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How to Read a Cat

Written by Emily Burt, Nursing Team.

You can’t judge a book by its cover, but you can learn an awful lot about a cat just by looking at her. Are they happy? Sad? Angry? Afraid? Stressed? A quick glance can tell you these things and more. People are used to communicating vocally or verbally, but we are all aware of body language, at least subconsciously. While animals communicate vocally as well, they often tell you far more with their bodies.

Cats greet their friends head on. Extending the head forward encourages touch. Cats will head-butt and head-rub friendly cats and humans alike. This often extends into a full body rub. A cat that is aggressive may raise their head as well, while a cat that is submissive will lower their head to appear non-threatening. The head is only one part of the message, though, and to understand fully it is important to look at the cat’s posture, tail, and ears as well.

Ears, whiskers, and mouth also communicate a lot. A relaxed cat will usually sit with his ears up and forward, while flattening the ears can indicate fear and turning the ears back can indicate aggression. Whiskers on a calm or happy cat will be pricked forward, but the more nervous a cat gets, the more they will draw their whiskers back alongside their face.

Ever wonder how a cat that walks into a room full of people inevitably knows and approaches the person who doesn’t like cats? Eyes might be the key here. While people usually like eye contact and see it as friendly, cats do not agree. When a cat enters the room, all the people who like cats will look at her in anticipation. The people who don’t like cats, however, will look away. Cats view direct eye contact as a challenge. The cat views the indirect person as nonthreatening and will approach them first.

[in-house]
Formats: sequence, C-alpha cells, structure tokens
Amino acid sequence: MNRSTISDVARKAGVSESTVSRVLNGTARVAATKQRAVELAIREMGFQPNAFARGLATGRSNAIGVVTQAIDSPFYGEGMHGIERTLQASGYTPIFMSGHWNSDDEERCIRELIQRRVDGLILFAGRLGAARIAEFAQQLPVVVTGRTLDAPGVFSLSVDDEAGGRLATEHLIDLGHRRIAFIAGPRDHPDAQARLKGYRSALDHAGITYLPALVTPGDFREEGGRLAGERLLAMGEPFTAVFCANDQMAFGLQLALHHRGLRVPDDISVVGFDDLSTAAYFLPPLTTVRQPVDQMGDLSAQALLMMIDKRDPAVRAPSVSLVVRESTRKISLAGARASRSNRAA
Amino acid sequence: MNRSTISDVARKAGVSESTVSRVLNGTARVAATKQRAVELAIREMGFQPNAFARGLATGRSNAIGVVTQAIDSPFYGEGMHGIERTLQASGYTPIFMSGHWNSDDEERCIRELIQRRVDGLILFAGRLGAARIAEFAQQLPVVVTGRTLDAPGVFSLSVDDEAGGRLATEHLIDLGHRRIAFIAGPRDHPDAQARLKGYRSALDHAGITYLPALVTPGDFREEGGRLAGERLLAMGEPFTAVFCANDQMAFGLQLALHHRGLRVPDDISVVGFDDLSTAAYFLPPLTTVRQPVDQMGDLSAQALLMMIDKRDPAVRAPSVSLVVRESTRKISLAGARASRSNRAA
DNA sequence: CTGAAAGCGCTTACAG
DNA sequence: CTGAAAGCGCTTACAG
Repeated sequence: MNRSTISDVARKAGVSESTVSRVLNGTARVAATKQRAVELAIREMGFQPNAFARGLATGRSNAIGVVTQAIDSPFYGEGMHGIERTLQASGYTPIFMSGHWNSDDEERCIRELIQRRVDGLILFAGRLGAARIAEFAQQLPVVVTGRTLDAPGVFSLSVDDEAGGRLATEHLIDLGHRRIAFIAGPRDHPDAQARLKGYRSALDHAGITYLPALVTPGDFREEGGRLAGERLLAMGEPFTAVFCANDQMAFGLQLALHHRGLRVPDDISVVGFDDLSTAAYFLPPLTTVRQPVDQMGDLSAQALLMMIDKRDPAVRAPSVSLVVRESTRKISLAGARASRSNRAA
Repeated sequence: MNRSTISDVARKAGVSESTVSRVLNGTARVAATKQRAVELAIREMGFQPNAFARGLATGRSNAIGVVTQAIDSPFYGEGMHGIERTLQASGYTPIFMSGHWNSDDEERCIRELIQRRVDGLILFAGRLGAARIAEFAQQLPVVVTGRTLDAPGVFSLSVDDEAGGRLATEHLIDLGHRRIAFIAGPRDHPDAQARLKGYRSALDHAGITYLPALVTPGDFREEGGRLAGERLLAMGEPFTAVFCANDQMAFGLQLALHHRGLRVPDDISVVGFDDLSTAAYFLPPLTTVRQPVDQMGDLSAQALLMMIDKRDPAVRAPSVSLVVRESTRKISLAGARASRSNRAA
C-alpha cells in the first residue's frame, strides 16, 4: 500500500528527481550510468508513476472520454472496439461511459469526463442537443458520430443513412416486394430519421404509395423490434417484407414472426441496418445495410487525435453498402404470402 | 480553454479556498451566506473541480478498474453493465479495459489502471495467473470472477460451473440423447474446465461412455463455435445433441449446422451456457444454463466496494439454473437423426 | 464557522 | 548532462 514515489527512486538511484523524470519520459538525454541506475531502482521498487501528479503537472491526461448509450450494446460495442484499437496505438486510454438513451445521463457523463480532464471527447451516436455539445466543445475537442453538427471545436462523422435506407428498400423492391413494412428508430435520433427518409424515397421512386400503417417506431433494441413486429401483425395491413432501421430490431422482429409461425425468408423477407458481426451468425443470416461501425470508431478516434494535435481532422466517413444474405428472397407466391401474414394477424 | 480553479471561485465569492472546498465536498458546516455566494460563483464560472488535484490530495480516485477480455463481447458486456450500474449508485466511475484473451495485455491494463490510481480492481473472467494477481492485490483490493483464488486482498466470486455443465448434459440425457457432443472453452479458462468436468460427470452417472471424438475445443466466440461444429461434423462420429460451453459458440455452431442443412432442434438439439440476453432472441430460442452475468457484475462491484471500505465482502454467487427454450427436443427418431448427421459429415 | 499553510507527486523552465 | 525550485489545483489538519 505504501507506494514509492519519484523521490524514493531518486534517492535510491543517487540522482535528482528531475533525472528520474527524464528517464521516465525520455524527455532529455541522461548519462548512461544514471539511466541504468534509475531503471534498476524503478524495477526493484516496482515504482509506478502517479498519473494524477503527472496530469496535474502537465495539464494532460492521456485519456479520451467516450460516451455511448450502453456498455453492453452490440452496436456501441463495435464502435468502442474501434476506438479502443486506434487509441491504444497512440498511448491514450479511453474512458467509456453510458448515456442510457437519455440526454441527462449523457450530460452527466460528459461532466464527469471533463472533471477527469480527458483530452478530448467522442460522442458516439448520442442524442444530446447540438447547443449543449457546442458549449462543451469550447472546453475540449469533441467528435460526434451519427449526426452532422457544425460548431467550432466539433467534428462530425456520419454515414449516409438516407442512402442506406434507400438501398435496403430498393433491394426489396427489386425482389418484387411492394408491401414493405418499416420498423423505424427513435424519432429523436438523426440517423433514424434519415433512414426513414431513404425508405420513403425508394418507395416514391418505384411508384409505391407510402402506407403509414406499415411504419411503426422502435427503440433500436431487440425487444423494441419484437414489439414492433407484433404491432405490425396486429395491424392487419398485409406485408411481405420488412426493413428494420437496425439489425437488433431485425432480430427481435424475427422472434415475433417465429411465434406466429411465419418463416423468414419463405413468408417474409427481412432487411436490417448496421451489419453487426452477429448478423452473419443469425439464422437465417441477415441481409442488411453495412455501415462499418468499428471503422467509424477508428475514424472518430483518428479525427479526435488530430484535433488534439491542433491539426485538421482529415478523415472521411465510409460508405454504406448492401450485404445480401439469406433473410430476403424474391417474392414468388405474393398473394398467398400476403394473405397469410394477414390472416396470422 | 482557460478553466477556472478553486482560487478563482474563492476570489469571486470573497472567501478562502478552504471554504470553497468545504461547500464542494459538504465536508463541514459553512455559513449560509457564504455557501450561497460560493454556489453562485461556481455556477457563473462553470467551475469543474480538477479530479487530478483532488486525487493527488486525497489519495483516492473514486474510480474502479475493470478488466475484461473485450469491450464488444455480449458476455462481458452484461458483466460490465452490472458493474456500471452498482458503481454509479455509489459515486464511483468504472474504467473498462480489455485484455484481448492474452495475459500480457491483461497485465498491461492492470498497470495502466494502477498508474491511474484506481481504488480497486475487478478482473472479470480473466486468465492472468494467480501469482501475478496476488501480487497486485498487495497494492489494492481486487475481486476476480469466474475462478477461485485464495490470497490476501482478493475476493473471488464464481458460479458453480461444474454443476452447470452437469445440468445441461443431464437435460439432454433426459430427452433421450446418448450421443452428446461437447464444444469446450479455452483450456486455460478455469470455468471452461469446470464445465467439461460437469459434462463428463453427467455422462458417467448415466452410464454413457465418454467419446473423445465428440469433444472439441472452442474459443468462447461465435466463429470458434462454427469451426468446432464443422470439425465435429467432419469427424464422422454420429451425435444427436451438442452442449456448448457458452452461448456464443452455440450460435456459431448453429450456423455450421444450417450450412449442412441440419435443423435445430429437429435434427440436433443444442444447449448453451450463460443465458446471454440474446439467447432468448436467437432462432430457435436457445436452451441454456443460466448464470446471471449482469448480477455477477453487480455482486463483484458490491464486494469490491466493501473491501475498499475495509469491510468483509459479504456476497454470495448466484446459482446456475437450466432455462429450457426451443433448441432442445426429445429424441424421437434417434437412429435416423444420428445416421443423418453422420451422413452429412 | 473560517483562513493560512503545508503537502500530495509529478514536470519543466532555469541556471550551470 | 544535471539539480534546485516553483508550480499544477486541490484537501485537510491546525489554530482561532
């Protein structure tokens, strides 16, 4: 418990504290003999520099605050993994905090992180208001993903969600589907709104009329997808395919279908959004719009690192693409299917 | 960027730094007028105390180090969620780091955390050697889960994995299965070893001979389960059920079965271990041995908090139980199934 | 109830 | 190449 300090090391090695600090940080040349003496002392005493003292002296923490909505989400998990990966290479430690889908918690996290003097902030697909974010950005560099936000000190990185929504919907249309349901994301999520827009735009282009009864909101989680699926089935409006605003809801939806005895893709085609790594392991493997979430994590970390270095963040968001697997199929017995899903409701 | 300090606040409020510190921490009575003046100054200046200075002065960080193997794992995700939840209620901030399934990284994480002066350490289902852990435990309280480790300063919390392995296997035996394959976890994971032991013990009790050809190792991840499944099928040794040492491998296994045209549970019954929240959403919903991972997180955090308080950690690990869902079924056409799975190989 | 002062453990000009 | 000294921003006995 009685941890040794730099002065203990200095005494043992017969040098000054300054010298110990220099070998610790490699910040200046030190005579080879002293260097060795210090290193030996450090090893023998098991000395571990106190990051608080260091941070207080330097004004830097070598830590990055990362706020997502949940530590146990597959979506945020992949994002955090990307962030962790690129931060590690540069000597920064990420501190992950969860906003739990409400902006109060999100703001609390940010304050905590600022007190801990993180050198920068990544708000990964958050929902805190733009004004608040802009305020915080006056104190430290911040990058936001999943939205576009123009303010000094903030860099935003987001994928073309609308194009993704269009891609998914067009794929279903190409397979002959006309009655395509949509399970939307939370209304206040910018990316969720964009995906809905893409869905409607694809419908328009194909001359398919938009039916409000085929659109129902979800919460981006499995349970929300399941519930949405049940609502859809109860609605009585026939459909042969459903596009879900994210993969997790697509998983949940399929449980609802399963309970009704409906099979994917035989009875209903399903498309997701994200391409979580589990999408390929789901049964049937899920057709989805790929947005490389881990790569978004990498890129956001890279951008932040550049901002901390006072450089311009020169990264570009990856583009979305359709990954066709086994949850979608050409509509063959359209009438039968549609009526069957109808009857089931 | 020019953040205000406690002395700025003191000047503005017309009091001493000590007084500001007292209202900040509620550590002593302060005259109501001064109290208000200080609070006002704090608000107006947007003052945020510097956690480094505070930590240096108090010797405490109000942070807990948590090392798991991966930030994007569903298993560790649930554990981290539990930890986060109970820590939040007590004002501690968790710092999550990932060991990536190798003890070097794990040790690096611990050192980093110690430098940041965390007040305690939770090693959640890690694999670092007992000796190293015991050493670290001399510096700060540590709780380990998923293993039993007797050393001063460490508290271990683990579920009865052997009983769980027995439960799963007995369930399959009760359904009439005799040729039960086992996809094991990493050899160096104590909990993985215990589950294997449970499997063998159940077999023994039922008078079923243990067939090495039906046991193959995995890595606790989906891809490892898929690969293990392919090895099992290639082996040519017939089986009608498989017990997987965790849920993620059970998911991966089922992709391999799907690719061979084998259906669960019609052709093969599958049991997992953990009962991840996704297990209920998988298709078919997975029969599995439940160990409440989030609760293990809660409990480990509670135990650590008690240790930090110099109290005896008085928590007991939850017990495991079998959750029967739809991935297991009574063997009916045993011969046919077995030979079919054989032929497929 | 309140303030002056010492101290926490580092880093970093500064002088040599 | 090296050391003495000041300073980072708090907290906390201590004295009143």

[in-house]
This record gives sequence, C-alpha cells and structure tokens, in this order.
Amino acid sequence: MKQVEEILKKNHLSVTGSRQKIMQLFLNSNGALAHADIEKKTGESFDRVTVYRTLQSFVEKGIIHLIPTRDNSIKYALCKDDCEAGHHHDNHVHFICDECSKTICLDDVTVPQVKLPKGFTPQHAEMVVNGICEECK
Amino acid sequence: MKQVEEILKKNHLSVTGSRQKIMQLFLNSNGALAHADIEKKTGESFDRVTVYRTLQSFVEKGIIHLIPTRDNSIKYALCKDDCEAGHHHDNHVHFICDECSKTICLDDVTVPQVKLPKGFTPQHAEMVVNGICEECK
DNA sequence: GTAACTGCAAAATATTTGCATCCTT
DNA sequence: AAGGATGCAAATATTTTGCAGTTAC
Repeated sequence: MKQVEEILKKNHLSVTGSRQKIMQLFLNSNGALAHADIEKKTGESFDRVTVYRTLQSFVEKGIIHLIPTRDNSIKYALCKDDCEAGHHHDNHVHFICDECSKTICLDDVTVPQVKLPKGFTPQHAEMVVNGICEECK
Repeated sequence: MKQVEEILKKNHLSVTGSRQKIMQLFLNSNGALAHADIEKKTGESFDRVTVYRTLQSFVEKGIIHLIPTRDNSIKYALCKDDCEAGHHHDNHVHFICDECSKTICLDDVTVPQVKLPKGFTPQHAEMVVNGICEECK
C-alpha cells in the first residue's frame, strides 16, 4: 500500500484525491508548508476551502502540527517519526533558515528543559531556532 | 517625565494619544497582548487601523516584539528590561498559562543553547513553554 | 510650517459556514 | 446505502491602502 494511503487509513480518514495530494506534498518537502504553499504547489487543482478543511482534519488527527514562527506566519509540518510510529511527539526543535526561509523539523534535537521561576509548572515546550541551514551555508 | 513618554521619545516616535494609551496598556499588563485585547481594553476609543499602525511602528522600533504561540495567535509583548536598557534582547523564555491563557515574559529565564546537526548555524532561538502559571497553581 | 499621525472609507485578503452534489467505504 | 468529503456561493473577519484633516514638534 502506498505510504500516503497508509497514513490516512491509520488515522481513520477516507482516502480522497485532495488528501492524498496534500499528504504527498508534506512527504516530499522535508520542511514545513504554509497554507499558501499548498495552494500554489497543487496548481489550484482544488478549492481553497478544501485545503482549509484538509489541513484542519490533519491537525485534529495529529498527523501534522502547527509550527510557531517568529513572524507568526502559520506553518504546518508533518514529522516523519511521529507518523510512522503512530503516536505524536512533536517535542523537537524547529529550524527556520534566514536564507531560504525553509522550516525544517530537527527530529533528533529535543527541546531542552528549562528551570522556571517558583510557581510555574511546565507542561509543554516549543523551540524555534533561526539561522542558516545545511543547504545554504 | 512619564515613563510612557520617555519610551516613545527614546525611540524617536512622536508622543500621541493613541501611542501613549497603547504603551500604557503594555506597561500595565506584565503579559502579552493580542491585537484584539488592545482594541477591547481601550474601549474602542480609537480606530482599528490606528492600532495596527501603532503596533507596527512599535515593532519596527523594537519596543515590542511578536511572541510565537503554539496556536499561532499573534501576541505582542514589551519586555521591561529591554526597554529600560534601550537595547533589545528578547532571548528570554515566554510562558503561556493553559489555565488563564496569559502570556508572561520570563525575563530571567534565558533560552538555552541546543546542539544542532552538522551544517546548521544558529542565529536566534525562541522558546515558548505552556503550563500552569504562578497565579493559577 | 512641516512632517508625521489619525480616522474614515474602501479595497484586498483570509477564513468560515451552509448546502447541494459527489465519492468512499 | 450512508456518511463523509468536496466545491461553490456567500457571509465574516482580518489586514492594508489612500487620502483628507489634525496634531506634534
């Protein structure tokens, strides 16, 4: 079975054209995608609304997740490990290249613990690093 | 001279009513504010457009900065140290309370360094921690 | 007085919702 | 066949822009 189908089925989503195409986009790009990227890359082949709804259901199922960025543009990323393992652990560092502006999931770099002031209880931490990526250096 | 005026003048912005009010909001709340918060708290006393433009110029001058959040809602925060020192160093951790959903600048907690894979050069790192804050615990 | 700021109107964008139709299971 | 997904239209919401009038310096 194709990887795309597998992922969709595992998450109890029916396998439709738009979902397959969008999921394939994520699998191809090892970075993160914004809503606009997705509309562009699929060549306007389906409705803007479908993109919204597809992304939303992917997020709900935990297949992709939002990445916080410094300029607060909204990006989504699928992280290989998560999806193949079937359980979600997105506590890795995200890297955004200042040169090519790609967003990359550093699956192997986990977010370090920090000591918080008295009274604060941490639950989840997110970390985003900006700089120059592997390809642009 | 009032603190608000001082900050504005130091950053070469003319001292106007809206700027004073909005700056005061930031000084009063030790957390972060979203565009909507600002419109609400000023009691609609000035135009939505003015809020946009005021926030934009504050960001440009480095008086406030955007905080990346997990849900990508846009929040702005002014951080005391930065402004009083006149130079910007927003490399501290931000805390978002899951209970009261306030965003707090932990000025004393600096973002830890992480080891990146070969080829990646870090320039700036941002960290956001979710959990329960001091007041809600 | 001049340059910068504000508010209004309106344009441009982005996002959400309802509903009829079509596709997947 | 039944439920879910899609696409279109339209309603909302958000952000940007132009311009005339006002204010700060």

The tail is often a clear indicator of mood, relationship, and confidence. A cat which holds his tail low may be defensive or submissive. Holding the tail high is usually a sign of comfort and friendliness unless it is bristling which usually indicates anger or fear. Similarly, a cat with an erect, quivering tail is indicating excitement and joy. Slow, languid back and forth movement or a twitching tail-tip demonstrates interest, but a back and forth thrashing motion is a symbol of anger.

Most people are familiar with common cat postures. Confident, comfortable cats will stand at full height. A lower, flatter posture indicates fear or apprehension, whereas a higher, more arched back indicates aggression. The classic “Halloween cat” position with an arched back, bristling fur, and erect tail would be a cat that is extremely fearful and making a last-ditch effort at expressing their desire for you to back off before they either run or strike out.

It is important to keep in mind that these are only guidelines. Every cat, just as every person, will have their own idiosyncrasies. For example, when my cat is extremely happy, she will puff up her tail as big as it can get in a move that would ordinarily appear fearful. She does this while purring away and drooling happily, though, so I think she’s just trying to create more surface area for me to pet. Environment and relationships often factor into what the full message is, as well. That said, this knowledge can help you decipher a little more about how a cat, familiar or strange, is feeling.

Published on November 9, 2011.

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